Cancer risk increases with age. The longevity of people living with HIV is growing. Thus, the burden of HIV-infected people with cancer has grown markedly.[2] The prolongation of life due to ART leads to an increased cumulative incidence of cervical cancer. The prolonged life span leads to a potentially longer duration of HPV persistence thereby increasing the epigenetic changes in carcinogenesis.[12] The elevated risk of cervical cancer in HIV-infected women is partly due to increased sexual acquisition and persistence of HPV.[4] The incidence of cervical cancer is high among HIV-infected women, particularly in countries where there are no organized cervical cancer prevention programs.[2] This is clear from the following statistics from Africa: incidence of cervical cancer was high (42.7 per 100,000 women) in Eastern Africa, a high HIV-prevalence region with low screening coverage as compared to 30.6/100,000 in Middle Africa with moderate HIV prevalence and low screening. The cervical cancer incidence was low, at 6.6/100,000 in Northern Africa, a region of low HIV prevalence and moderate screening coverage.[4],[10] As per GLOBOCAN 2018 report, the cervical cancer burden is still high (40.1/100,000 in Eastern Africa, 26.8/100,000 in Middle Africa, and 7.2/100,000 in Northern Africa) indicating the need for effective screening coverage. There is a lack of opportunistic, as well as, organized screening program among HIV-positive women.[28]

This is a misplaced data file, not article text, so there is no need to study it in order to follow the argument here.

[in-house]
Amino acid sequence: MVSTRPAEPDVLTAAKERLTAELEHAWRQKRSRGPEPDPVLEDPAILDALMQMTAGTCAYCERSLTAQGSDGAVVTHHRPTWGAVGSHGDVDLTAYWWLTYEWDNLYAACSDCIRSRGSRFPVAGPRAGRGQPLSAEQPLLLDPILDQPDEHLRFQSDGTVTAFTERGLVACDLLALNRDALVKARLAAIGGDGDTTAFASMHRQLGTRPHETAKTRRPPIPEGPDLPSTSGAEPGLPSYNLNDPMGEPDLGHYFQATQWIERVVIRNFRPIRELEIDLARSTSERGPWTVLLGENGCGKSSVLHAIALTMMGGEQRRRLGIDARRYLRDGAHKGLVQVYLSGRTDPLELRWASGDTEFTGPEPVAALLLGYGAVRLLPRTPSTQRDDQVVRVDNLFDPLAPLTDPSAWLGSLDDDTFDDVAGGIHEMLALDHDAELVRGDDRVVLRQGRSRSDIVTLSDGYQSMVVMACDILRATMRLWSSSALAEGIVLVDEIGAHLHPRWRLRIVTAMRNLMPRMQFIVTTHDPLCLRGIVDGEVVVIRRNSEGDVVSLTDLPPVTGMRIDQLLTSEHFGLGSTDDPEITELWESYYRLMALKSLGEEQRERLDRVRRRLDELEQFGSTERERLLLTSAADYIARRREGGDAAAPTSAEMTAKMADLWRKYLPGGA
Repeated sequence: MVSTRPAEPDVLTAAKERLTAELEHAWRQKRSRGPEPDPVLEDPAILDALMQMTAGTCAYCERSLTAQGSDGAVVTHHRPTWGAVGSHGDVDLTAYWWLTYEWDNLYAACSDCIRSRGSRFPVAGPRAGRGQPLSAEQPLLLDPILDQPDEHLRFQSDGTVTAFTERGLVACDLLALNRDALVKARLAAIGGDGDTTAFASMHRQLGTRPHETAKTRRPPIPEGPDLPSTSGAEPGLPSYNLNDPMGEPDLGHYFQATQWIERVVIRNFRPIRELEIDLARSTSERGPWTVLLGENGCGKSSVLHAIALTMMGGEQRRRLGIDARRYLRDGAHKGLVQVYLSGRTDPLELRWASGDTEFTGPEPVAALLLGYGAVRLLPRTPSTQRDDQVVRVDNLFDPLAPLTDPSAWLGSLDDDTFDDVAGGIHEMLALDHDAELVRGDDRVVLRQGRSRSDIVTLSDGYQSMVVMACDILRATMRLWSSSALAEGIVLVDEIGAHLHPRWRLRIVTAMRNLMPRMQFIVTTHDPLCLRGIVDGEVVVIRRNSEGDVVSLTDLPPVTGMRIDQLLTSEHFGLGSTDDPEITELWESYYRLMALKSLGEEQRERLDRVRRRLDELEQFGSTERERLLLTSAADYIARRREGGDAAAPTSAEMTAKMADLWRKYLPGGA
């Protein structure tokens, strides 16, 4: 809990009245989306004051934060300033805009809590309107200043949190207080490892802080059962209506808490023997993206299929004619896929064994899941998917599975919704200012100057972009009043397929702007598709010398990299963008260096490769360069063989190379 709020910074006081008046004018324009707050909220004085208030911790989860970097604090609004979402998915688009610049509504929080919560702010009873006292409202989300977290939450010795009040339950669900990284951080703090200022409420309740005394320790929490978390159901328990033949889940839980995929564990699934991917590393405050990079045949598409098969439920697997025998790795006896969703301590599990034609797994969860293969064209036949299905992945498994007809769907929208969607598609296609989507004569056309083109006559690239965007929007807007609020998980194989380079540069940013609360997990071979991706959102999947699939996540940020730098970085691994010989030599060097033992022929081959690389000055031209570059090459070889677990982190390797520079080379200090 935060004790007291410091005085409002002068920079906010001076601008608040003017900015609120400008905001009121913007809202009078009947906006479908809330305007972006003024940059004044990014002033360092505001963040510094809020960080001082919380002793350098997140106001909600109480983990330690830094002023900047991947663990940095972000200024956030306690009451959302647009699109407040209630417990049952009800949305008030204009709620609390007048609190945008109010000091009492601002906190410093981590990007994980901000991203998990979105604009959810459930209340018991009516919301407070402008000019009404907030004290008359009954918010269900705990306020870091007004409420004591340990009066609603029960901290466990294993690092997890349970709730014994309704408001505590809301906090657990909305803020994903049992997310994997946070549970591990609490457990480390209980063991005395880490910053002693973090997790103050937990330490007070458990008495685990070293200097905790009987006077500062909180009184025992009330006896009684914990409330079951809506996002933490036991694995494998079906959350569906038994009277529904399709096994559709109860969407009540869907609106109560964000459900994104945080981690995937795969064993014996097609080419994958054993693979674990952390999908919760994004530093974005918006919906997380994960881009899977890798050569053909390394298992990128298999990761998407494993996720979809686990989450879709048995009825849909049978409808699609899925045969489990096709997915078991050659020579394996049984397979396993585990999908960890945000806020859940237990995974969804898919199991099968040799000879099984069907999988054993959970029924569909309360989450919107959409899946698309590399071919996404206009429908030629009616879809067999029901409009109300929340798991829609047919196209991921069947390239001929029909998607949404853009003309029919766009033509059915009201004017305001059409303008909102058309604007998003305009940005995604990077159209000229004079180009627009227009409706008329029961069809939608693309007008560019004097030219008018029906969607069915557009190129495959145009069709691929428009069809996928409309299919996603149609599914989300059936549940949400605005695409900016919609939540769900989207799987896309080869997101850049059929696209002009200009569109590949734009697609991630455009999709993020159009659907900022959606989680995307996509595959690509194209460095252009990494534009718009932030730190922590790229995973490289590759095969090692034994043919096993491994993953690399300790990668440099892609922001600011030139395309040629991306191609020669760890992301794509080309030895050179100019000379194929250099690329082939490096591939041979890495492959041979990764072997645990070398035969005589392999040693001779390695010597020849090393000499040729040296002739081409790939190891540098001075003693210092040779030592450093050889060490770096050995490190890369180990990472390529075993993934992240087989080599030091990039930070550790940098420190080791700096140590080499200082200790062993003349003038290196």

Increasing the use of HPV vaccination in adolescents and young adults may reduce the risk of HPV-associated cancers later in life in persons with HIV but, effective HPV vaccination in low-resource countries is lacking.[12] Hence, despite HPV vaccination, the role of screening in HIV-positive women for secondary prevention cannot be undermined.

Prevalence of HPV-16 and HPV-18

Globally, it has been seen that the prevalence of HPV-16 and HPV-18 is most common in cervical cancer pathogenesis. As per WHO/ICO report 2017, the prevalence of HPV-16 and 18 in low-grade squamous intraepithelial lesion (CIN I) was 25.8%, in high-grade squamous intraepithelial lesion (CIN II and III) was 51.9% and in cervical cancer was 69.4%.[1] Similarly, in India and neighboring countries of South Asia, HPV-16 and 18 have a higher prevalence in cervical pre-cancer and cancer.[29]

Infection with multiple HPV types is detected more often in HIV-infected women as compared to non-infected women with HPV types other than 16 and 18 accounting for a substantial proportion of cervical cancer in HIV-infected women. As per a meta-analysis published in 2017, data from various parts of the world, namely, Africa, Asia, Latin America, North America, and Europe showed that along with HPV-16 and 18, HPV-45 accounted for a greater proportion of HPV infections in invasive cervical cancers in HIV-positive women.[25] Another meta-analysis showed that in the United States, 12% of women living with HIV were infected with multiple HPV types. HPV-16 was the most commonly detected type, followed by HPV-58, HPV-18, HPV-52, HPV-31, and HPV-33.[24] Worldwide, the prevalence of multiple genotypes has varied widely (between 12%–87%), as reported by Mane et al. in 2012.[30] In India, limited data is available on the epidemiology of various HPV types among HIV-infected women. The study conducted by the National AIDS Research Institute (NARI), Pune and National institute of Epidemiology (NIE), Chennai regarding HPV genotype distribution in CIN lesions in HIV-infected women found that 50.7% had multiple HPV genotypes. Multiple genotypes have been found to be associated with high-risk sexual behaviors of HIV-infected women or their partners. Decreased immune response leads to the reactivation of latent HPV genotypes.[30] Infection with multiple HPV genotypes in HIV-infected women increases the risk of progression to invasive cervical cancer disease.[30]